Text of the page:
Postpartum what to expect and how to prepare for it

Child therapists Ashley Graber and Maria Evans want parents to know that burnout from parenting—in any circumstance, but especially right now—is universal. And after more than a year of navigating extreme unknowns and school closures, it’s also to be expected that burnout won’t evaporate the moment your children transition back to in-person school.

In this article we’ll share the tools Ashley Graber and Maria Evans use in their practice to help parents address burnout—and what steps to take to prevent burnout from building back up again.

Useful resources:
Corporate Mindfulness Method
Find Calm: Simple Tools to Help Children Cope in an Unpredictable World

What is parent burnout?

You feel overworked, exhausted, frustrated, and perhaps uninterested in your job or your family in a way that might scare you. You are not alone: It’s a matter not of if but when you will feel this come up. Traditionally, burnout is known as a syndrome that results from extreme workplace stress that has not been successfully managed.

Carve out time for yourself

We recommend what we call the “take ten for me.” We don’t have to take long breaks, but we do want to make those breaks meaningful—think quality versus quantity. Here are the ground rules: no screens and no planning the next meal or meeting. Take ten minutes to reset your nervous system and restore your focus. If you take ten every day consistently, you’ll notice a shift. Consider taking a walk, savoring a cup of coffee on the back porch, or stretching to your favorite playlist. Our brain and nervous system don’t need much to reset if we’re consistent. It’s when we go-go-go until we fall over that it becomes so much harder to bounce back and burnout takes over. And research shows that scheduling these breaks in advance makes us most likely to take them.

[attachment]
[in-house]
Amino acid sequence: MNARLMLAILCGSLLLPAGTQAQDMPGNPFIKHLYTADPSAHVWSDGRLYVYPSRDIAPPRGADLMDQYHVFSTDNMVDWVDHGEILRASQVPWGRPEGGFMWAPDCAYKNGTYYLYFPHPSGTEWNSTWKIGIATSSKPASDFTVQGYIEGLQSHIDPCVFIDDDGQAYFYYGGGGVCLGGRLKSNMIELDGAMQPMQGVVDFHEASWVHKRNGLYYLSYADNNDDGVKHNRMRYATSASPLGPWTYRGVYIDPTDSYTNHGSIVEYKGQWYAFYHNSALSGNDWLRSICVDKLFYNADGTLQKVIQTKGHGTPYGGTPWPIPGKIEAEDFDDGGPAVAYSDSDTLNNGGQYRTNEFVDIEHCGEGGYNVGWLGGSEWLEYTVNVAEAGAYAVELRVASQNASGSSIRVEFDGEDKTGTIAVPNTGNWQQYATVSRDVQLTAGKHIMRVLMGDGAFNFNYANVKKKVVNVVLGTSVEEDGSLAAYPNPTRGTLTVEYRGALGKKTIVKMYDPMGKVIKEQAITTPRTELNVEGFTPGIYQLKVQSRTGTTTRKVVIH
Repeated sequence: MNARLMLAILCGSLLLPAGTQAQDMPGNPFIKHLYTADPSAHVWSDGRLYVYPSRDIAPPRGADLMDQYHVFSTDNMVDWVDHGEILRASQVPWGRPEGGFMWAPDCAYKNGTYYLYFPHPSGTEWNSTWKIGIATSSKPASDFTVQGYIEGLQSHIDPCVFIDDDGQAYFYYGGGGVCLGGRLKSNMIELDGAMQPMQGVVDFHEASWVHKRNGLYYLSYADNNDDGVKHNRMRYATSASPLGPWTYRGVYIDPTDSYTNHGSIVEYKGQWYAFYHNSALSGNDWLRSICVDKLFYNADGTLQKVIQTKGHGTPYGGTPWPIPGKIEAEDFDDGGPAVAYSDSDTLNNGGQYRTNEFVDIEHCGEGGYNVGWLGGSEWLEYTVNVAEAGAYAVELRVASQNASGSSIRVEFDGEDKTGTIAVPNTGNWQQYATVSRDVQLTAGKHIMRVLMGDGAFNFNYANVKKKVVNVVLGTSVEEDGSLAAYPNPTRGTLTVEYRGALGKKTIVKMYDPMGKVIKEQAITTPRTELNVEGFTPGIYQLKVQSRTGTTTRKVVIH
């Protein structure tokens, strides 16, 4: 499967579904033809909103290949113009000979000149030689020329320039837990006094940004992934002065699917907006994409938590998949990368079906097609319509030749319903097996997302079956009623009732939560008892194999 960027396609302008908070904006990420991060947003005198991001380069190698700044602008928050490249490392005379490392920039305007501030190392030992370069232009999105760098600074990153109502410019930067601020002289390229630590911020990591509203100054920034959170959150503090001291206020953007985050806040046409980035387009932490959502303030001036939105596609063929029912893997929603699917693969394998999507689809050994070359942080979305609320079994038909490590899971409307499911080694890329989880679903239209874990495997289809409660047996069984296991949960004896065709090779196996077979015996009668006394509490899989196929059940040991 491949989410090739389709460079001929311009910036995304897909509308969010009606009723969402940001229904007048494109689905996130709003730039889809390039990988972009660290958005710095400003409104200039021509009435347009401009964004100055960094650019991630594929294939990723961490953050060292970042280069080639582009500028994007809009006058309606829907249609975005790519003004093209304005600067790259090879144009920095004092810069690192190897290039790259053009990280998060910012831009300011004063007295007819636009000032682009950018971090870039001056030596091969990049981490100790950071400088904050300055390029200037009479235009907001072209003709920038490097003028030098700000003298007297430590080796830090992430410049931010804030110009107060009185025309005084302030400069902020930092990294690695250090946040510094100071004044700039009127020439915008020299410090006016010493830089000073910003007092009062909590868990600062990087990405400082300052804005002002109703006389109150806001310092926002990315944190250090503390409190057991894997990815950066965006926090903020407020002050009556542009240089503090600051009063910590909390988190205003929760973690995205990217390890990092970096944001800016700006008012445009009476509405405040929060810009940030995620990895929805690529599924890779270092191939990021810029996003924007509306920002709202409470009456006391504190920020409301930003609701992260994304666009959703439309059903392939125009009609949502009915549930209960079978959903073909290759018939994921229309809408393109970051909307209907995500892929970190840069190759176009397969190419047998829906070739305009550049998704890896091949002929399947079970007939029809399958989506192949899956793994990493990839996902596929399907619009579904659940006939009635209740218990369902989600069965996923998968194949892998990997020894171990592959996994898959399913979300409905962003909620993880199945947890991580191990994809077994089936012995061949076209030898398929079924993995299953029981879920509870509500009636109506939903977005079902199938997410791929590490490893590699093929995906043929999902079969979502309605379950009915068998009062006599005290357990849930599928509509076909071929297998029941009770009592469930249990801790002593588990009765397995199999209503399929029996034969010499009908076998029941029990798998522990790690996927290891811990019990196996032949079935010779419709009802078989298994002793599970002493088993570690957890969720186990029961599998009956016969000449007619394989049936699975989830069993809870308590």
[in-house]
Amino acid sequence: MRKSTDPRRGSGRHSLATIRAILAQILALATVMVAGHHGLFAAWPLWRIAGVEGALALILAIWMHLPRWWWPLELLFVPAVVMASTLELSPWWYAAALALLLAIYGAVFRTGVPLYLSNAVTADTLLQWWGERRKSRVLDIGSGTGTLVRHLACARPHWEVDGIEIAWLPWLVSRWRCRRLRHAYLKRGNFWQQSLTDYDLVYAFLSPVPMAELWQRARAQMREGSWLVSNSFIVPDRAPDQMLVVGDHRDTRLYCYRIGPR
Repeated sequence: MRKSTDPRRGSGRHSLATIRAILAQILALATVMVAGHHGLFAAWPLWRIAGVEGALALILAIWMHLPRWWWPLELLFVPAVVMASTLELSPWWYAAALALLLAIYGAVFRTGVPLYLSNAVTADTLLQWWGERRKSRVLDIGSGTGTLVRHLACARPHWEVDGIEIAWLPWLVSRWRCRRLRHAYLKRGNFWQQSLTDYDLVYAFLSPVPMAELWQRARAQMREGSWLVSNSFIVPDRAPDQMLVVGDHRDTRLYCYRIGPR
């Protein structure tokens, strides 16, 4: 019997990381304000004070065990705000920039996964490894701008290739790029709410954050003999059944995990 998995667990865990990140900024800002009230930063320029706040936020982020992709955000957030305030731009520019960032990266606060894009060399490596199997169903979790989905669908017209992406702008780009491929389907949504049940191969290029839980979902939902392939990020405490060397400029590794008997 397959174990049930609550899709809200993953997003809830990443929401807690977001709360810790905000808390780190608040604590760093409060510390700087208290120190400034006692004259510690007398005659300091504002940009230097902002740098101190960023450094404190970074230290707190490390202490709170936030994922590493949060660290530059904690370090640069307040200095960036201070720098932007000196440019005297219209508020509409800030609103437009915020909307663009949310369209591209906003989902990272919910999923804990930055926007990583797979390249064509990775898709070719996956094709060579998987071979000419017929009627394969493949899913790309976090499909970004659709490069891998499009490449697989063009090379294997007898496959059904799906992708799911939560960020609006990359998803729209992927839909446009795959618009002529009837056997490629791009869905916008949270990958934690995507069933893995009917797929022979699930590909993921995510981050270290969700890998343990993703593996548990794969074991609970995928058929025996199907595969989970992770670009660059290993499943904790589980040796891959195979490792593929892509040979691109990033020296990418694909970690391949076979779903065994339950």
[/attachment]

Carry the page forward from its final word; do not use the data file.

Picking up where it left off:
Practice letting things go.

We have to consider the guilt that goes in the other direction. Notice when the impulse strikes to open that email right away, recognize that impulse is there, and pause to allow yourself to respond thoughtfully rather than reacting to the situation. If you have trouble slowing down, try taking a few deep breaths.

And if you’re a parent who feels guilty when the house isn’t in order, see if you can give yourself permission to let those beds be unmade and let those dishes pile up in the sink. Practice letting things go.

A big part of what plays into parent guilt is the idea that you’re not there enough for your kids and you’re not there enough for your job, even when you are home every minute. When we learn to recognize and respond to that internal voice inside of us, we become better able to take the quality breaks that are so essential to our well-being.

No directing, no correcting, just connecting.

So what exactly do we mean by quality time? Psychologists have researched this, too. What they’ve learned, in short, is that quality time is nothing special: The quiet, in-between moments of family life do the real work of family bonding—everyday, unstructured activities that require presence. That’s the mindful quality time we are going for. In fact, researchers have found that children value those regular moments more than those scheduled fun outings.

Let the child decide what they want to do and enjoy it with them. Think about doing something to connect with your child that’s not just talking. Try to incorporate touch, snuggle, laughter, or even dancing or singing.


Schedules create predictability, and predictability creates calm in our children’s nervous systems—and in ours, too. At a time when so much is uncertain in the outside world, a regular routine brings comfort and calm to our families. This allows everyone to know what to expect, like wake-up and bedtimes, meals and school, and time to yourself. When we stick to it all seven days of the week, over time, it becomes the norm.

Be sure to schedule in the pieces that are most likely to fall by the wayside, like time for yourself.